Elections rarely live up to the hype. Reporters and pundits in hot pursuit of clickbait had barely begun recovering from the 2016 election before they began confidently predicting a comeuppance for Donald Trump in the midterm congressional elections.

In this photo released by Saudi Press Agency, SPA, Saudi Crown Prince, Mohammed bin Salman addresses the Future Investment Initiative conference, in Riyadh, Saudi Arabia, Wednesday, Oct. 24, 2018. The Crown Prince addressed the summit on Wednesday, his first such comments since the killing earlier this month of Washington Post columnist Jamal Khashoggi at the Saudi Consulate in Istanbul. (Saudi Press Agency via AP)

The Muslim moment

The murder of Jamal Khashoggi encapsulates the crisis which has overtaken 1.5 billion Muslims, 22 percent of world population, their religion and their scattered and widespread civilization.

Better health care, state-style

No one is guaranteed a tomorrow, but expectations run pretty high for happy days in the here and now. Americans consider first-rate health care a right tucked somewhere in the Constitution, between baseball and free hot dogs. The lengthy struggle over the proper role of government in facilitating access to modern medicine — including the grinding Obamacare tug-of-war — has reached an exhausting stalemate. With voters soon to pass judgment on the well-being of the nation, legislators at every level would be advised to get on with devising a health care system that Americans can live with. The key could be loosening the bureaucratic rules and enabling states to do what they were meant to do.

FILE - In this Sept. 4, 2018 file photo, Sen. Kamala Harris, D-Calif., speaks during the confirmation hearing of President Donald Trump's Supreme Court nominee, Brett Kavanaugh, on Capitol Hill in Washington. Harris is making her debut in South Carolina as a potential presidential candidate and women are thanking the California senator for her role in the Supreme Court confirmation fight over Justice Brett Kavanaugh.   (AP Photo/J. Scott Applewhite)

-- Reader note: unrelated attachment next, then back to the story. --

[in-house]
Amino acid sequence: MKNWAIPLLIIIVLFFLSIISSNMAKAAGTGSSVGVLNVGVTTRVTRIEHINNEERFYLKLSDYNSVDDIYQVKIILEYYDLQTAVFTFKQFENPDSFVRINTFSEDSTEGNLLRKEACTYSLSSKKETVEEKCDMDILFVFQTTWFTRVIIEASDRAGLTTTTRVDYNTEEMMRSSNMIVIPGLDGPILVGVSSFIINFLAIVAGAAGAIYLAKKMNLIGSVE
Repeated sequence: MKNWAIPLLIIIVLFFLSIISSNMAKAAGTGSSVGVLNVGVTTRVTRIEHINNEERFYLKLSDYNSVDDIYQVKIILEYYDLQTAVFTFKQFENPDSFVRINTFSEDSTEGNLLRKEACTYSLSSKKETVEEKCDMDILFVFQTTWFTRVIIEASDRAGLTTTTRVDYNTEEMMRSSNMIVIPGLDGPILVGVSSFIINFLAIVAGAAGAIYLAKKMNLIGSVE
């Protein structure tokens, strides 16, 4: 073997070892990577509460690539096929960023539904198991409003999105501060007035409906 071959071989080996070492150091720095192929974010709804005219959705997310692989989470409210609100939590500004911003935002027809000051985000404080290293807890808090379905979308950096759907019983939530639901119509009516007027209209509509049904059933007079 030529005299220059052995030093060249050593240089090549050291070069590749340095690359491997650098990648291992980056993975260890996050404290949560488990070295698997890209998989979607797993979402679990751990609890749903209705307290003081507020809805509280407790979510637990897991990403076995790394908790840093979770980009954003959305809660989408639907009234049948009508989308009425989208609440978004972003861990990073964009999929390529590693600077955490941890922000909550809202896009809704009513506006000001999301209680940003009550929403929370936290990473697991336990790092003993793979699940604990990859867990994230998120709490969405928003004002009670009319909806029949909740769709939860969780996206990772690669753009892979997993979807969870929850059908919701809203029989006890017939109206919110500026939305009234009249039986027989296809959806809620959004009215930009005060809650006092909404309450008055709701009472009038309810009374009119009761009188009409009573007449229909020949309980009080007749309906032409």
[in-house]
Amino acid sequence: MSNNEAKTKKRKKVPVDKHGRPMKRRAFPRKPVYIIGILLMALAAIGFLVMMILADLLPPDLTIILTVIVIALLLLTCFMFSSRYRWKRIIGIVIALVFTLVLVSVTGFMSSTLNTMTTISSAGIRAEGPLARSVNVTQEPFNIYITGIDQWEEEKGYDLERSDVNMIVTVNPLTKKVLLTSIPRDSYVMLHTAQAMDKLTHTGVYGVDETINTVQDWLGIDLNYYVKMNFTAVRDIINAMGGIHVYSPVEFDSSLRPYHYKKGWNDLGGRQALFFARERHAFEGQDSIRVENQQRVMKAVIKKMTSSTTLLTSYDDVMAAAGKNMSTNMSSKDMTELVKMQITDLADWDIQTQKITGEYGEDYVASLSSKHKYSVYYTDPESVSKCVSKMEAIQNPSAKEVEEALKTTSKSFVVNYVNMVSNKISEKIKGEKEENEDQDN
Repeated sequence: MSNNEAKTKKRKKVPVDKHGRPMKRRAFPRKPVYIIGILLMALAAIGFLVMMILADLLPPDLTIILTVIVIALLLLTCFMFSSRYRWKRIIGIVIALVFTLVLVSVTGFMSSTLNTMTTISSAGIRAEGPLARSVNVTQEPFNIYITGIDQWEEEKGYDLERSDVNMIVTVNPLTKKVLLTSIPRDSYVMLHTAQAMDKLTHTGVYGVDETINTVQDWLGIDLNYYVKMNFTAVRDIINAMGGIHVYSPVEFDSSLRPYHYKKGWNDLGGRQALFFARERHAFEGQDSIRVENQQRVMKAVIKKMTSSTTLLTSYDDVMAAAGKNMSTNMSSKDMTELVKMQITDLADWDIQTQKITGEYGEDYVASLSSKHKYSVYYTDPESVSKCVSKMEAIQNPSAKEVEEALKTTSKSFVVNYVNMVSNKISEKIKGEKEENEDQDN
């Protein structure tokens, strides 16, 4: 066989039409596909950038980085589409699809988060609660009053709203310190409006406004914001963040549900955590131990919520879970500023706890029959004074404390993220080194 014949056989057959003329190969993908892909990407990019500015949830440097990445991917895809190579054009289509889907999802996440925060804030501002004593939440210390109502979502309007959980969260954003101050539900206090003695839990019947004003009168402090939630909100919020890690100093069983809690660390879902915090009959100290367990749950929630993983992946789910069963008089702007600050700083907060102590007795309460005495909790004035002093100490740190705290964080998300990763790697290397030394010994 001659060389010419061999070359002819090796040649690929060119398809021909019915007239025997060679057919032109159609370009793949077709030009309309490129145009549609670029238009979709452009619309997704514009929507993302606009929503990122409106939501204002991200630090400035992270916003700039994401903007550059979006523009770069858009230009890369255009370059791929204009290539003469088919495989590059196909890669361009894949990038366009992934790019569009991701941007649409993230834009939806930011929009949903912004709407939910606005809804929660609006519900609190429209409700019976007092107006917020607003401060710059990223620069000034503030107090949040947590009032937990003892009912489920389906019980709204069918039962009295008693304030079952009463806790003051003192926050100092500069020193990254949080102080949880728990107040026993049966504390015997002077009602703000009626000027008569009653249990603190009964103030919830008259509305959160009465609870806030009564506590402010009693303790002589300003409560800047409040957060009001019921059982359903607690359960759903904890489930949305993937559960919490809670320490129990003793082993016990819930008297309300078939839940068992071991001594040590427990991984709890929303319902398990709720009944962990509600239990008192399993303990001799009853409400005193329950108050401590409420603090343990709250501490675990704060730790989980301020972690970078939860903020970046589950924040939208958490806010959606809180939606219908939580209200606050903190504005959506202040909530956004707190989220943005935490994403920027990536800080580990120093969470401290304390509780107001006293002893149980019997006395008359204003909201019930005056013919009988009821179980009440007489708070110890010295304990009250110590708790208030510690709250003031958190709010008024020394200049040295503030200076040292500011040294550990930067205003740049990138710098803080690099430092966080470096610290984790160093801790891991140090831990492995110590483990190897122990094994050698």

A disguise for Halloween

It's fun to dress up on Halloween and pretend to be someone else. This year, one Washington lawmaker seems set on donning the unlikely costume of President Trump: Kamala Harris. The junior senator from California is masking the fashion of her socialism-infatuated Democratic Party and calling for a lighter tax burden for America's middle class. Politics has always been about serving the needs and wants of constituents, but a Trumpian proposal from a dyed-in-the-wool liberal will fool no one.

Honduras migrants stand on the bridge that stretches over the Suchiate River, connecting Guatemala and Mexico, as they wait to be attended by Mexican migration authorities in Tecun Uman, Guatemala, Sunday, Oct. 21, 2018. Despite Mexican efforts to stop them at the border, about 5,000 Central American migrants resumed their advance toward the U.S. border early Sunday in southern Mexico. (AP Photo/Oliver de Ros)

Consequences of the caravan

In love as in politics, timing is everything. Hardball politics is hastening a caravan of immigrants rumbling north toward the United States, on course to arrive sometime around Election Day, Nov. 6. The sight of thousands of illegals from Central America crashing the border could haunt voters as they step into the voting booth. Rather than propel the media-predicted flood of Democratic Party victories, it could have the opposite effect, reinforcing the growing feeling among Americans that they're on the verge of losing their nation. Will Americans decide who crosses the border, or enable prospective immigrants to do it for them.